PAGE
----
That big shout of satisfaction you heard coming from the west coast last night was me. Sorry about that. Hope I didn't wake you. See, I got the latest draft of Hung Out to Die off to Bantam last night. It wasn't a particularly difficult rewrite, just took a few weeks.
There are few things as satisfying as seeing the notes my editor sent me get ticked off one-by-one until there was none left. As before, the notes were good ones. Really good. The story is that much better now...(when I say "that much," imagine me holding my hands far apart.)
It's a whole new world for me working with an editor. I’m fascinated by their profession. It’s not one I think I could ever do, at least not full time. But how cool is it that day in and day out these people help writers craft better stories. Sounds like a dream. At first, anyway. People come to you with interesting and exciting stories, and you help them make the tales better.
Well, there is a dark side. I'm sure there are those...hmmm...difficult writer's out there. You know what I’m talking about. The authors who don’t want to make any changes. Who think editors every suggestion is not worth his or her time.
Personally, I take the path of: "Thank you for offering to publish my book. What would you like me to do now?"
Wait, wait, wait, wait, wait. Quit yelling at me! I don't mean you just blindly do whatever your editor says. (Kindly extinguish the torches and let's save that hangman's knot for later...good craftsmanship on that, though.) But your editor is a story expert. Not to listen to them is stupid. You should talk to them. Ask them questions. Understand where they are coming from with their suggestions. 9.795 times out of 10, you’ll end up agreeing with them in the end.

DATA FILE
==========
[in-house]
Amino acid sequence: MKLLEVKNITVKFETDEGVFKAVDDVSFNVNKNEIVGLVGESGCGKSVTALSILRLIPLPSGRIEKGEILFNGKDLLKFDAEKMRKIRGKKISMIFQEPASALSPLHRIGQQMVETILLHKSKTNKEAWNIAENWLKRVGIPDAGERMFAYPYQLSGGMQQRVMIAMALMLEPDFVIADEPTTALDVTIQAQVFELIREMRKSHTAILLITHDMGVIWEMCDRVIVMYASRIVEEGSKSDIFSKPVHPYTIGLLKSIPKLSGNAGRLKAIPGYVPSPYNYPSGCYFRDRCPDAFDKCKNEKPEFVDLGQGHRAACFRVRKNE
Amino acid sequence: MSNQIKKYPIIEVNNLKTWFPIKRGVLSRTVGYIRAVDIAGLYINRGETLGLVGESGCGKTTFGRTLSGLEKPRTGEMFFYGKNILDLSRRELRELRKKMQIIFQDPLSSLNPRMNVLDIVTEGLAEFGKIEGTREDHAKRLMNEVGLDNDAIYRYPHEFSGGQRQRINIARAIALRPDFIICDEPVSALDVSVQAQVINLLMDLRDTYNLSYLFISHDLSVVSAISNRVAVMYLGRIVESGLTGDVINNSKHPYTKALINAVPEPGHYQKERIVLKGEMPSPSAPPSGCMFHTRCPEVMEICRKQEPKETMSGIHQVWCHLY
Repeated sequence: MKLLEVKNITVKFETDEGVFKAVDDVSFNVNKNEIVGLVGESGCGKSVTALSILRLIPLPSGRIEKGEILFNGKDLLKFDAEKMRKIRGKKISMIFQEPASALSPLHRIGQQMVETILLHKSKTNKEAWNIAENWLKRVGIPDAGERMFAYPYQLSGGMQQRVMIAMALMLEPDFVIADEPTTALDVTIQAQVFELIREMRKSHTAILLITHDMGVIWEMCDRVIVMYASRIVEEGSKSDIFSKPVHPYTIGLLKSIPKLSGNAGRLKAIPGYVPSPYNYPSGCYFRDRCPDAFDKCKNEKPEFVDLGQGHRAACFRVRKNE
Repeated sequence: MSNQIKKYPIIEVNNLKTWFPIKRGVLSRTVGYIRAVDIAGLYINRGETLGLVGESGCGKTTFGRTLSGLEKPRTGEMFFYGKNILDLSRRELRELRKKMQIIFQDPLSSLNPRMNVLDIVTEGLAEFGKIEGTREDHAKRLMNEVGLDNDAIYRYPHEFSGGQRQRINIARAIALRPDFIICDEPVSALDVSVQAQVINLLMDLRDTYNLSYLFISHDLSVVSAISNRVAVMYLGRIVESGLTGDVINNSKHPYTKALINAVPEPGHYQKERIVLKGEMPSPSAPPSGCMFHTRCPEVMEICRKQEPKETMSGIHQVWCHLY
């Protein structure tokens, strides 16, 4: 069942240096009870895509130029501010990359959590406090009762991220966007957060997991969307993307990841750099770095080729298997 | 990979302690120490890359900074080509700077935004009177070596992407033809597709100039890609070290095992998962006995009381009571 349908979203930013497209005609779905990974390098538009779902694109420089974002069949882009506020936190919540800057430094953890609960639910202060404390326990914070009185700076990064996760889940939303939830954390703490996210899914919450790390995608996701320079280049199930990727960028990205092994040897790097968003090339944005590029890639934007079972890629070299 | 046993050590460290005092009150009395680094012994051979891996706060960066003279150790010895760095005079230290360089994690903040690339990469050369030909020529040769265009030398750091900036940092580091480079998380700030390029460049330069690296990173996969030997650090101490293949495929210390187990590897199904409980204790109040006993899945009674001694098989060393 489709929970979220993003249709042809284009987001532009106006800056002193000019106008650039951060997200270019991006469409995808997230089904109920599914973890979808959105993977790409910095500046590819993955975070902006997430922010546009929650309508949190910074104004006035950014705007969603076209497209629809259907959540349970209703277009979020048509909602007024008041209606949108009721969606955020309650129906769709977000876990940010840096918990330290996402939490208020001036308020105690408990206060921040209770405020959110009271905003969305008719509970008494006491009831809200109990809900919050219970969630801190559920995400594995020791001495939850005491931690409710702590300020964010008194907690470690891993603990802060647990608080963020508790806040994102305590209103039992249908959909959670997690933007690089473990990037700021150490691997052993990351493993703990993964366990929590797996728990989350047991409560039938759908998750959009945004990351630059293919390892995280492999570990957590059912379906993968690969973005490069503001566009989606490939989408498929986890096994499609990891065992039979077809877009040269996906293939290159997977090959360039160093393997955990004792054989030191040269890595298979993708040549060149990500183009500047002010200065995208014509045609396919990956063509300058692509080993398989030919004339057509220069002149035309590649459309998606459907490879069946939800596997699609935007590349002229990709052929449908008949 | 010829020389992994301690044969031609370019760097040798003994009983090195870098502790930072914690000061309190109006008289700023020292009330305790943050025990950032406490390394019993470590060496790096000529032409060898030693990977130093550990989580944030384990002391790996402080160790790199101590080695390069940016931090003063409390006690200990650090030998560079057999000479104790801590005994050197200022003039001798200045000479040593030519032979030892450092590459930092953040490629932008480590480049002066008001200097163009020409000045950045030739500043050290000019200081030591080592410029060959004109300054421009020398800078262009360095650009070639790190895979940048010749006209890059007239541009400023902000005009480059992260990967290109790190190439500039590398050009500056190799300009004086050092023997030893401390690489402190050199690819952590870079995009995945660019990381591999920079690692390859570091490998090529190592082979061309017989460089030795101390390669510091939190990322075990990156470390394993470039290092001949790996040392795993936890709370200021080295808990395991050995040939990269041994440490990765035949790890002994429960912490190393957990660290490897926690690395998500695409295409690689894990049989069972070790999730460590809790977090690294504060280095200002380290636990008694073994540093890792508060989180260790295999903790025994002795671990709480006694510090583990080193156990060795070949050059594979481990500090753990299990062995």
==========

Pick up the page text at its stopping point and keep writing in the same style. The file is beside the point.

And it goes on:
Hung Out to Die is a good book. (I can say that now. None of you have read it yet.) Hell, it was a good book when Bantam bought it or they would have never given me the time of day based on my situation (read the early posts here about History...you might have to scroll down a bit.) Because of the suggestions my editor(s) have made, the story is better.
So much better (again with the hands held wide apart.)
“Sure, Brett. That’s all fine. But what if you aren’t published? What if you don’t have an editor?”
Simple. Find one. I did. I had a teacher who became my sounding board. He’d look at my work, give me ideas, help to fix problems. He even went so far as to often do a line edit. (Boy was that painful at first, but it sure helped prepare me for later.) So if you're unpublished and don't have an editor, I say find one. Not necessarily a professional, but someone. There are plenty of people out there, smart people, story people, people who can help you. Maybe it's a teacher, or a fellow writer. As long as it is someone you trust and whose opinions you respect, then you’re fine. Use them. Let them help you. Listen to them, and don't take criticism personally.
While writing might be an "individual" art, no book is ever written alone.
At least none that will ever be published.